In search of a managed IoT ecosystem that works
It’s no accident that the promise of the IoT has been slower than the headline-hungry tech media has reported over the years. Several factors – including security and privacy concerns, lack of interoperability, and poor network performance – have left consumers uncertain.
Consumers don’t want to get locked-in, and they expect a viable system to “just work” despite all of the moving pieces. As a result, adoption – and more importantly, monetisation – has been slow for IoT startups and developers, as well as managed service providers and network operators who want to offer IoT as a source of new revenue, says Jason Walls, director of technical marketing at QA Cafe.
The connected world is at a crossroads. The IoT is complicated, and requires a big picture view to understand the scope, the scale, and the stakes. This has resulted in a collision of several different business worlds: software providers who are used to an agile release cycle and continuous support; security and network experts in enterprises and ISPs who demand standards and interoperability; and consumer electronics vendors who are used to a “sell it and forget it” business model. This presents an opportunity to unify these worlds through a managed IoT ecosystem that is flexible, secure, standardised, and puts control in the hands of all affected parties – including the end-user.
Flexibility – there is no one size fits all
Part of the reason there is a lack of a coherent story for the IoT is because the number of applications, use cases, interfaces, deployment scenarios, and device types is tremendous. When hearing developers talk, however, they are often hyper-focused on the technology – whether that’s a particular wireless spectrum or transport mechanism.
But all of these different solutions are meant for different uses, and not every IoT scenario is going to be met using the same solutions. Some scenarios will involve fixed, point-to-point communication with plentiful bandwidth. Some will involve control points and endpoints that are on the move. Some devices will have plentiful compute resources, and some startlingly small. Any attempt to unify them needs to exist at a layer above it all, and the lines between layers kept very clear, to keep it flexible and extensible.
Security – it’s more than just technology
Security in the IoT is the obvious elephant in the room that has been written about more than perhaps any other IoT topic. It’s true that guaranteeing trust and message integrity is computationally expensive, and not always possible for severely constrained devices. While that may change as memory and processing power continues their ever increasing efficiency gains, it will still be a looming problem for some time.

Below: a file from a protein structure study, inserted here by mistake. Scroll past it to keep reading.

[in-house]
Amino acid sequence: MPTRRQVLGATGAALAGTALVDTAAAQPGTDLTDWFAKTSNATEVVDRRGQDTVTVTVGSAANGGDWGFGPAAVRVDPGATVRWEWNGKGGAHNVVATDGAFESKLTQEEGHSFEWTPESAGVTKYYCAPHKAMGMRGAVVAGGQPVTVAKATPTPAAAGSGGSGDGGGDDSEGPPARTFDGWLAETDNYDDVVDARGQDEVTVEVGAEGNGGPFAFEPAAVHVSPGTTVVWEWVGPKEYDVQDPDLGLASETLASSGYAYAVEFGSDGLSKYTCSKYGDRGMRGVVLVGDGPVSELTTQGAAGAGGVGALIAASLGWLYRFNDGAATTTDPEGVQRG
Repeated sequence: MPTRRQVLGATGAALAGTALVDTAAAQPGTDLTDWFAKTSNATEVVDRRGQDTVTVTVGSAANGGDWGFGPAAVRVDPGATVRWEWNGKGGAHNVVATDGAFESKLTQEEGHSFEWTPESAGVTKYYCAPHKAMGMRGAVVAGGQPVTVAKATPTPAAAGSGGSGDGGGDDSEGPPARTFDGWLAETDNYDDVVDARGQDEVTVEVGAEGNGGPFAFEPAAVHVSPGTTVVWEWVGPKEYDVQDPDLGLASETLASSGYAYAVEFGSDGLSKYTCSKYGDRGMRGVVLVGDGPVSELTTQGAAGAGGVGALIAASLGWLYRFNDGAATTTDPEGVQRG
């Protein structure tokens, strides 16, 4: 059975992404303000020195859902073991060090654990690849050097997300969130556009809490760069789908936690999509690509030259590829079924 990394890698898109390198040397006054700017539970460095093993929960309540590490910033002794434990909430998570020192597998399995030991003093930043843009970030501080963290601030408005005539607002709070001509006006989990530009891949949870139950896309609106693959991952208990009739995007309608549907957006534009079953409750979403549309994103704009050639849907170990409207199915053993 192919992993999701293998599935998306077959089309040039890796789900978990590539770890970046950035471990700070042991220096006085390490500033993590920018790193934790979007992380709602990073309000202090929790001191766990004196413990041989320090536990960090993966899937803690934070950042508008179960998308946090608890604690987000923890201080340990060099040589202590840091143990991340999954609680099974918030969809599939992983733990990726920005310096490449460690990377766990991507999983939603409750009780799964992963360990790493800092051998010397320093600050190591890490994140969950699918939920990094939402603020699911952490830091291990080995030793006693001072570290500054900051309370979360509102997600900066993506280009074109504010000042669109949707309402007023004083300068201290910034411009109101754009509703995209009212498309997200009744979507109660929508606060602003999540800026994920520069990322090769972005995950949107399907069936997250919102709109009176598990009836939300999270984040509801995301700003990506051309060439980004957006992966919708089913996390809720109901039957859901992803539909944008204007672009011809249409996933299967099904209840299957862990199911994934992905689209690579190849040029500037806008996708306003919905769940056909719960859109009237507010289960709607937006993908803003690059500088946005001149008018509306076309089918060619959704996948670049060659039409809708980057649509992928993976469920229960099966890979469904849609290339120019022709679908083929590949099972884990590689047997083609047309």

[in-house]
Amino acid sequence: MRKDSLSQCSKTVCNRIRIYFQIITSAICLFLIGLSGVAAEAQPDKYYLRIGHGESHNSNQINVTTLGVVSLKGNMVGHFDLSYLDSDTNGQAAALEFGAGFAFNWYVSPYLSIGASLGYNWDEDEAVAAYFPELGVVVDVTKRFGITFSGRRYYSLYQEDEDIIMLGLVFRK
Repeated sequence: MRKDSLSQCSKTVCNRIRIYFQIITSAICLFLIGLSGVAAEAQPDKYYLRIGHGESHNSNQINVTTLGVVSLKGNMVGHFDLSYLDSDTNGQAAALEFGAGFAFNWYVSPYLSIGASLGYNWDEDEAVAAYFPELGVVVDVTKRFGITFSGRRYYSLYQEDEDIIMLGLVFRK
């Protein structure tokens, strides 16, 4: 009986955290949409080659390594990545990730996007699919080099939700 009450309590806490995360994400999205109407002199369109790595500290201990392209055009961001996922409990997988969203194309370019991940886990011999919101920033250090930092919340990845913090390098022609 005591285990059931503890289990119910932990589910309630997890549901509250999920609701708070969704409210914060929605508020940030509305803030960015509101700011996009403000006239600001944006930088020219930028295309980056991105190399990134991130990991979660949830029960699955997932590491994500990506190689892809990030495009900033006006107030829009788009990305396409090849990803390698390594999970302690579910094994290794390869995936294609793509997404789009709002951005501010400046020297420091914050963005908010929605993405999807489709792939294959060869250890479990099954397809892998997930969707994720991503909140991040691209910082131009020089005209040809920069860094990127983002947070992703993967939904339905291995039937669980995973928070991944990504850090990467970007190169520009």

However, guaranteeing data security in transport is not the most important piece to security in the IoT. The biggest factor is upgradability – the ability for the stakeholders involved to monitor and remotely patch vulnerable devices. When it comes to dealing with malicious attacks, adaptability is often more important than defense.
Upgradability is more an issue of culture and business model than it is a technological problem. Consumer electronics and hardware solution developers just aren’t used to the idea that the things they build will need to be supported and upgradable for very long life-cycles. An IoT ecosystem that is managed in its deployment and support life-cycle is crucial to hardening the IoT against the constant threat of exploitation.
Standardisation – getting it to work together
The other obstacle to IoT adoption is simply interoperability. There are many projects out there attempting to define the information models for sensors, actuators, switches, and lights. However, the manageability of the IoT must also be standardised – that is, the ability to onboard, monitor network connections, troubleshoot problems, and upgrade firmware.
The nice thing about a true standards based approach is that it allows for wide-ranging testing for interoperability and conformance. With the right tools and certification programs in place, implementers can be confident that their products will be robust and work in a multi-vendor environment – something the IoT is sorely lacking.
Fortunately, this problem was solved in the past for another set of complex devices: broadband Wi-Fi home gateways. Internet Service Providers, through the Broadband Forum, addressed their need for these features over a decade ago with the CPE WAN Management Protocol (commonly known as TR-069), which provided a protocol and standardised data model for interacting with network aware devices that eventually spread to other CPE.
Fast forward to today, and the Forum has developed an evolved form of this protocol called the User Services Platform (USP). Built on top of many new technologies, USP is designed to provide this ecosystem for the IoT, with features that include flexible transport protocols for deployment, end-to-end security, and a standardised information model for any kind of connected device. Armed with these tools, these colliding worlds can be unified, giving everyone involved a complete story for the future of the IoT.
You can find out more about the User Services Platform here.
The author of this blog is Jason Walls, director of technical marketing at QA Cafe